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Happy Belated New Year
Journal by Margaret Amsler
Posted on 1/23/2002 at 4:00 p.m.

 Katrin Iken (right), Maggie Amsler (middle), and Chuck Amsler (left) on the deck of the RV <I>Laurence M. Gould </I> as she prepares to sail from Punta Arenas, Chile to Antarctica. Photo by Bill Baker.
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Happy Belated New Year! Palmer Station rang in the New Year with a masquerade party. With the aid of Kristin, the un-doctor, many station personnel made plaster casts of their faces. The casts were then uniquely decorated to suit the wearer and voila! masks for the masquerade party. I did not get 'plastered' for the party, I already had a mask. My dive mask looked marvelous with purple and blue feathers and colorful cellophane butterflies fluttering across the faceplate.

Masked party-goers for the New Years Masquerade Party at Palmer Station. Photo by Britt Baldwin.
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January heralds the start of the tourist season along the Antarctic Peninsula. Warmer temperatures and relatively ice-free waters draw penguin-seeking adventurists of all ages in a variety of crafts. In a short period of time, nine ships and one helicopter have visited Palmer. The station hosted visitors from all but two of those ships.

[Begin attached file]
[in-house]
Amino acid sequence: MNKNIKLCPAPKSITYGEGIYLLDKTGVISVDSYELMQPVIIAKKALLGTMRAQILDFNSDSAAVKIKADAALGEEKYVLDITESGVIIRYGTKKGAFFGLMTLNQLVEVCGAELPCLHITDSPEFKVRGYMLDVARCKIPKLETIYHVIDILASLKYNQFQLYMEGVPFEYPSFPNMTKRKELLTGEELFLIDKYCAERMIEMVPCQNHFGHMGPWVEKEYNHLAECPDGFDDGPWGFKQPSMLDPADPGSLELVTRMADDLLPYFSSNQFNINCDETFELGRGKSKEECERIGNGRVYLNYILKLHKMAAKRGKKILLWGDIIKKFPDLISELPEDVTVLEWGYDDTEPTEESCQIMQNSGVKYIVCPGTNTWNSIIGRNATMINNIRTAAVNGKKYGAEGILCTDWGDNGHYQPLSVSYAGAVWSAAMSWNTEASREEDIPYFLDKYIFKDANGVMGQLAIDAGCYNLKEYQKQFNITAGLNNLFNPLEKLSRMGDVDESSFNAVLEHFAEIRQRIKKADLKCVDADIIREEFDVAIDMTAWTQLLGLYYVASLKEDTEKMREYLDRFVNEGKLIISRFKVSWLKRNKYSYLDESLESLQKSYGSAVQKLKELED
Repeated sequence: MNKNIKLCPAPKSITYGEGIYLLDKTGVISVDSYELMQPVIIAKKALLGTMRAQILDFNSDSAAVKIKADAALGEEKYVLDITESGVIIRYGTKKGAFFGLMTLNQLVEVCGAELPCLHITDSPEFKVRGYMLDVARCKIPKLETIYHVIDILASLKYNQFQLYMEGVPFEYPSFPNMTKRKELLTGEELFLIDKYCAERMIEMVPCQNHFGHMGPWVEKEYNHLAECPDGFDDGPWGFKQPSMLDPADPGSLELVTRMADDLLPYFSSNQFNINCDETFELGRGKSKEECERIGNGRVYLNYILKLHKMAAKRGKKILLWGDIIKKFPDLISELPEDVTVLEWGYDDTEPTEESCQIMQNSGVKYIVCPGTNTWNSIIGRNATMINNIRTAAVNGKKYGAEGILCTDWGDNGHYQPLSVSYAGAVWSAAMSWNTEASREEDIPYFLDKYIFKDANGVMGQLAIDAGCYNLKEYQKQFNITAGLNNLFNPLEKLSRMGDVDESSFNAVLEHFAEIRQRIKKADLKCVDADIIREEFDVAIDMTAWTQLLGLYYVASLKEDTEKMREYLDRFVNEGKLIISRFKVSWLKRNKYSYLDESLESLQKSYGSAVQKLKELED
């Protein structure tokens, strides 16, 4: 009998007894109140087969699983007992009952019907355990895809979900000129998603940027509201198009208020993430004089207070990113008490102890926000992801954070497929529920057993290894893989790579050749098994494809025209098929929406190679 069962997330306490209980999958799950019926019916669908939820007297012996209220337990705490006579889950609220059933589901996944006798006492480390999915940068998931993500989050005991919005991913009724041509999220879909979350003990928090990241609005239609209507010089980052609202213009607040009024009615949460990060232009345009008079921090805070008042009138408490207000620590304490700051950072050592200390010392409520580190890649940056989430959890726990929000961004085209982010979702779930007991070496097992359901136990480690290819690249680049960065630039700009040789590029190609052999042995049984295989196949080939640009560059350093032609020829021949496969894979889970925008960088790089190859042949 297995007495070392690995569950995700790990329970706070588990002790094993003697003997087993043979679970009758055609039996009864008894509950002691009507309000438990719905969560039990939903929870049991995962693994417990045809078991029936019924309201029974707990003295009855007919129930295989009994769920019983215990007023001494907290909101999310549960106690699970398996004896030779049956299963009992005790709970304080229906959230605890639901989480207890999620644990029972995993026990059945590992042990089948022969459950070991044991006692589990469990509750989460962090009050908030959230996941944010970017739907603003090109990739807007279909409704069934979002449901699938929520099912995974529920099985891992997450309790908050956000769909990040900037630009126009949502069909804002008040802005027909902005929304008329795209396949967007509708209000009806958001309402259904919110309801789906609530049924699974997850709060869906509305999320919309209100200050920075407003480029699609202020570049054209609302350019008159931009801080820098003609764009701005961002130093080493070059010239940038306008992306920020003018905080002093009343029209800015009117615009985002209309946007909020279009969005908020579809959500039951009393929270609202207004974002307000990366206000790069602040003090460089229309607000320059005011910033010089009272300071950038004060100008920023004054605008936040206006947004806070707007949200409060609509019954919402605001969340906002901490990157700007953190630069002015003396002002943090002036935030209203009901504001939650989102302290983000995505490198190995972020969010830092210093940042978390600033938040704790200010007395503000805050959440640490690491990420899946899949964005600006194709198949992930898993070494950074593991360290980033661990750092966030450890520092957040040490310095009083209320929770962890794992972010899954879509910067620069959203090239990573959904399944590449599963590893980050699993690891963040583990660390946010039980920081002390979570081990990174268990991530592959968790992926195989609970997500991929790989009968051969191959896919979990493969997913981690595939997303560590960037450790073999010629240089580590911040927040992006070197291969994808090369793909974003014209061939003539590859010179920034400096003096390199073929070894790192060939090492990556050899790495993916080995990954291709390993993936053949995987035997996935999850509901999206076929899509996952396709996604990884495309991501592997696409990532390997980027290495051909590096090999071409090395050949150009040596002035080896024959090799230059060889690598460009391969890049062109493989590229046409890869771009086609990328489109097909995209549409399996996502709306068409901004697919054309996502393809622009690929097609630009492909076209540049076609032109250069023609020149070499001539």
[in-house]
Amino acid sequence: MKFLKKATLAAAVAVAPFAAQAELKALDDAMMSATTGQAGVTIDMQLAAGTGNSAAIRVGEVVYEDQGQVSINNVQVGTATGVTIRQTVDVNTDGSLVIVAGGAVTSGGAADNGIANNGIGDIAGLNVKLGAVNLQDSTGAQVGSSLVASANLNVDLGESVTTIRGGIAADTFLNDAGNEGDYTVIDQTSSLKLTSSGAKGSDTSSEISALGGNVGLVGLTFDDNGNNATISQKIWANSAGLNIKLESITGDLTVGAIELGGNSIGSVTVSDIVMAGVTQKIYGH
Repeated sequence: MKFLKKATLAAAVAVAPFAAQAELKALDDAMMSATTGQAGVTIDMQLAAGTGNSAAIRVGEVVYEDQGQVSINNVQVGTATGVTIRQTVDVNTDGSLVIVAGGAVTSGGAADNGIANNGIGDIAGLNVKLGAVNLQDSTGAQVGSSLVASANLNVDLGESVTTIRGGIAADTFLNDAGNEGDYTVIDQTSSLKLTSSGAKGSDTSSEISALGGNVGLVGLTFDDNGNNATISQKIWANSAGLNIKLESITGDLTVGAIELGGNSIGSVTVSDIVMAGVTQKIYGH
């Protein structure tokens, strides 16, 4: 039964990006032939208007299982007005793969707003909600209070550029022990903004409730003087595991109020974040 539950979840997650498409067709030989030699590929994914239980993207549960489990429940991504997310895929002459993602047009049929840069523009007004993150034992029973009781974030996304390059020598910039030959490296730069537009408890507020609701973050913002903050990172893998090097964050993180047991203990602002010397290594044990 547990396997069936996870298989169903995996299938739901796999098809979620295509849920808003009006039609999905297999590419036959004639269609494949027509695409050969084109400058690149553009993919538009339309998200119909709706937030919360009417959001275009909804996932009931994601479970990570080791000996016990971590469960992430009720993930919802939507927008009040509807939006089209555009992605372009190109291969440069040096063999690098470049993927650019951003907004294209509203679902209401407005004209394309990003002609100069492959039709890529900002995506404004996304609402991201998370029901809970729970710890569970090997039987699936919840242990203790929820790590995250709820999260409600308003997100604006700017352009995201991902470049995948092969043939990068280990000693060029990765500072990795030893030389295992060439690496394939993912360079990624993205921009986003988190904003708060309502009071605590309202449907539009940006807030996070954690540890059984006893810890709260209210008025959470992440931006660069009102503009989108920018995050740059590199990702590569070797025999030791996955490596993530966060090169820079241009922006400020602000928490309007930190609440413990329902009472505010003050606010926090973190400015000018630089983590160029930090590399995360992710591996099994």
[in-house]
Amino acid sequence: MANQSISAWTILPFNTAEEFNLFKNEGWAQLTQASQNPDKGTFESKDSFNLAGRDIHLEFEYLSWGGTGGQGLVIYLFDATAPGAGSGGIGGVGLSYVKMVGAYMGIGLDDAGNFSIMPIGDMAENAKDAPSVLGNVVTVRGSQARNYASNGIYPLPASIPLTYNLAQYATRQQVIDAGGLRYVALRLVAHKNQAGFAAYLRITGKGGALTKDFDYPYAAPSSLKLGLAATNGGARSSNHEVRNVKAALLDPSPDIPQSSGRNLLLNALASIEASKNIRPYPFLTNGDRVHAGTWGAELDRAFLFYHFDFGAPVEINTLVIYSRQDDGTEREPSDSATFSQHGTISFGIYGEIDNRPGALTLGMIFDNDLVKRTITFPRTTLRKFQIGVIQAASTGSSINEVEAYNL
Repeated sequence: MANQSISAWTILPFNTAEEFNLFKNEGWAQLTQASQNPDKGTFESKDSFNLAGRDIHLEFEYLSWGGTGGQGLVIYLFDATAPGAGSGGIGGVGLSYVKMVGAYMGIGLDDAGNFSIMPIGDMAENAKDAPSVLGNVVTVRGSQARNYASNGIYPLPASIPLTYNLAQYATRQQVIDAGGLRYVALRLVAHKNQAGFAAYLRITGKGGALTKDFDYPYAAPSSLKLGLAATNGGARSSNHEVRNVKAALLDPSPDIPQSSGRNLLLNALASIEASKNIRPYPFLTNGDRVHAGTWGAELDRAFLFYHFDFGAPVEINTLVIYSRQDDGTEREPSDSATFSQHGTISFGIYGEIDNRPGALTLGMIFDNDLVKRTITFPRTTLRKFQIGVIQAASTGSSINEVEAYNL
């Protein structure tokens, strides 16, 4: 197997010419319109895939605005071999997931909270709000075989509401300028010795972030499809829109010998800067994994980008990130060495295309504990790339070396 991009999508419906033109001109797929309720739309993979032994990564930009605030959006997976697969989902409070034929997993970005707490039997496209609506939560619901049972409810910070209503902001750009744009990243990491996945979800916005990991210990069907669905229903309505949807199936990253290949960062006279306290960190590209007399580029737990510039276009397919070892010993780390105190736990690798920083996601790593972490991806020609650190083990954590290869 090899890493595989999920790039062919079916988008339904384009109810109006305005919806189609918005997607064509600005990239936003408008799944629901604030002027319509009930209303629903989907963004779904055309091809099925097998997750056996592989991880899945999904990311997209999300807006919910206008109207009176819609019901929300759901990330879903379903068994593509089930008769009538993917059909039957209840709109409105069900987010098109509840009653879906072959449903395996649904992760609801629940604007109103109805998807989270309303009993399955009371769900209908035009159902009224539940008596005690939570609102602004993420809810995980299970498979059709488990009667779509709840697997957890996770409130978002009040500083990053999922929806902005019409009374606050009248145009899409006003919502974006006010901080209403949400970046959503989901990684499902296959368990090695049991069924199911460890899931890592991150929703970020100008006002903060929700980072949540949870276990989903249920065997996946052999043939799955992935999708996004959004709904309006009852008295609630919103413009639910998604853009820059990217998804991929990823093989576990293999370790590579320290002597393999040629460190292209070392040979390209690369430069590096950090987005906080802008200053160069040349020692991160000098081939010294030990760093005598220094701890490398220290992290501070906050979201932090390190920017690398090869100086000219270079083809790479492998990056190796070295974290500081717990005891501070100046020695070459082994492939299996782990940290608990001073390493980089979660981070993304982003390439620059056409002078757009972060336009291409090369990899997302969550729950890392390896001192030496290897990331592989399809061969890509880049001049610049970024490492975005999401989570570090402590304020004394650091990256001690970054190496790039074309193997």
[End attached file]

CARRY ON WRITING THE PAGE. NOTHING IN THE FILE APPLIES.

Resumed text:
One of the tourist yachts that visited Palmer Station. Photo by Cara Sucher.
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Four sailing yachts have dropped anchor in our harbor waters. Three of the yachts were chartered by people on vacation. Those yachts averaged 50 feet in length with an average of 12 people aboard. During lunchtime visits to the station I chatted with tourists from Switzerland, Germany, France and Australia. All were enjoying their holiday at sea but found Palmer's motionless and spacious dining room with new faces to meet and a bounty of delicious food a treat. I listened with envy to stories of silently cruising through scenic passages under sail. That envy was tempered though hearing tales of very cramped living below the decks. The 260-foot L.M Gould may be noisy but she is most comfortable!

Aerial view of Palmer Station, Antarctica. Courtesy of HMS Endurance.
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Our most recent masted visitor was the John Laing, a 72-foot steel-hulled ketch charted by the British Army. On board were 16 crewmembers on leave from their usual assignments to participate in an opportunity to develop team skills through sailing and mountaineering training. The group was also doing a survey of historic sites in the area as well as collecting biological and geological samples for the UK. Station personnel were invited a-ship for a tour. As with other yachts I have visited, I marveled at the efficient use of space and how much one can stow below deck with a little forethought and creativity. The 6-bunk cabin/passageway was a little too creative for me though. There were 3 bunks on either side of the ship. The bunks were essentially stair stepped such that the person on the top had to climb up the middle and bottom bunk to reach his. The bunks also got narrower toward the top and each had a canvas sling the person sleeping would tie across himself (or herself there was one female aboard) to prevent being tossed out in rough seas. This sleeping area lead directly forward to a storage compartment and aft to galley no doors for privacy or quiet. Despite the lack of elbow space all aboard were enjoying their adventure.